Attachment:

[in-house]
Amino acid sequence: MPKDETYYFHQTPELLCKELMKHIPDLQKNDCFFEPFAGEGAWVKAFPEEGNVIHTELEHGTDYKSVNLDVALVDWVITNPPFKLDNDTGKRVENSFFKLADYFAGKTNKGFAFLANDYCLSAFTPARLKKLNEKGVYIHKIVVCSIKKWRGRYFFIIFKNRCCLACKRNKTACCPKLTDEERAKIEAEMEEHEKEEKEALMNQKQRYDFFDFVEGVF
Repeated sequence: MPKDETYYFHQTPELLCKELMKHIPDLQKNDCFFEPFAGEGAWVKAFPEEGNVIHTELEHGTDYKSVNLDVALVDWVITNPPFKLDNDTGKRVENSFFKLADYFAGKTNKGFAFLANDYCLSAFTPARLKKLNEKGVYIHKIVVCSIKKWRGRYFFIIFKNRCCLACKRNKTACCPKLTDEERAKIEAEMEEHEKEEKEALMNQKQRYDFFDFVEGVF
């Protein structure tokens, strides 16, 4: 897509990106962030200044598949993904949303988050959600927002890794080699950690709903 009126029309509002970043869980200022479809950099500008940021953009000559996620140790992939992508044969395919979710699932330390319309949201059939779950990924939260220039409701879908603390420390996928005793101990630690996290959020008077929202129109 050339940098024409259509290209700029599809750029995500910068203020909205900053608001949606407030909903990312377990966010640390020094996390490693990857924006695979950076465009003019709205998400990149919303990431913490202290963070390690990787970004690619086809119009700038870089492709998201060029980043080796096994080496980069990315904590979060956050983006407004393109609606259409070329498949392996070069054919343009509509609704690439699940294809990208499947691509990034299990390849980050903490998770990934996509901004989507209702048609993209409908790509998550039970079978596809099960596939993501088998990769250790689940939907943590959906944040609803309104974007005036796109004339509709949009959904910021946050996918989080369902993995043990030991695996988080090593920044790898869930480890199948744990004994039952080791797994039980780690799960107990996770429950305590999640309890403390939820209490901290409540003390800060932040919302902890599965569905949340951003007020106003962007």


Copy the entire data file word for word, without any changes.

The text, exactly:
[in-house]
Amino acid sequence: MPKDETYYFHQTPELLCKELMKHIPDLQKNDCFFEPFAGEGAWVKAFPEEGNVIHTELEHGTDYKSVNLDVALVDWVITNPPFKLDNDTGKRVENSFFKLADYFAGKTNKGFAFLANDYCLSAFTPARLKKLNEKGVYIHKIVVCSIKKWRGRYFFIIFKNRCCLACKRNKTACCPKLTDEERAKIEAEMEEHEKEEKEALMNQKQRYDFFDFVEGVF
Repeated sequence: MPKDETYYFHQTPELLCKELMKHIPDLQKNDCFFEPFAGEGAWVKAFPEEGNVIHTELEHGTDYKSVNLDVALVDWVITNPPFKLDNDTGKRVENSFFKLADYFAGKTNKGFAFLANDYCLSAFTPARLKKLNEKGVYIHKIVVCSIKKWRGRYFFIIFKNRCCLACKRNKTACCPKLTDEERAKIEAEMEEHEKEEKEALMNQKQRYDFFDFVEGVF
């Protein structure tokens, strides 16, 4: 897509990106962030200044598949993904949303988050959600927002890794080699950690709903 009126029309509002970043869980200022479809950099500008940021953009000559996620140790992939992508044969395919979710699932330390319309949201059939779950990924939260220039409701879908603390420390996928005793101990630690996290959020008077929202129109 050339940098024409259509290209700029599809750029995500910068203020909205900053608001949606407030909903990312377990966010640390020094996390490693990857924006695979950076465009003019709205998400990149919303990431913490202290963070390690990787970004690619086809119009700038870089492709998201060029980043080796096994080496980069990315904590979060956050983006407004393109609606259409070329498949392996070069054919343009509509609704690439699940294809990208499947691509990034299990390849980050903490998770990934996509901004989507209702048609993209409908790509998550039970079978596809099960596939993501088998990769250790689940939907943590959906944040609803309104974007005036796109004339509709949009959904910021946050996918989080369902993995043990030991695996988080090593920044790898869930480890199948744990004994039952080791797994039980780690799960107990996770429950305590999640309890403390939820209490901290409540003390800060932040919302902890599965569905949340951003007020106003962007």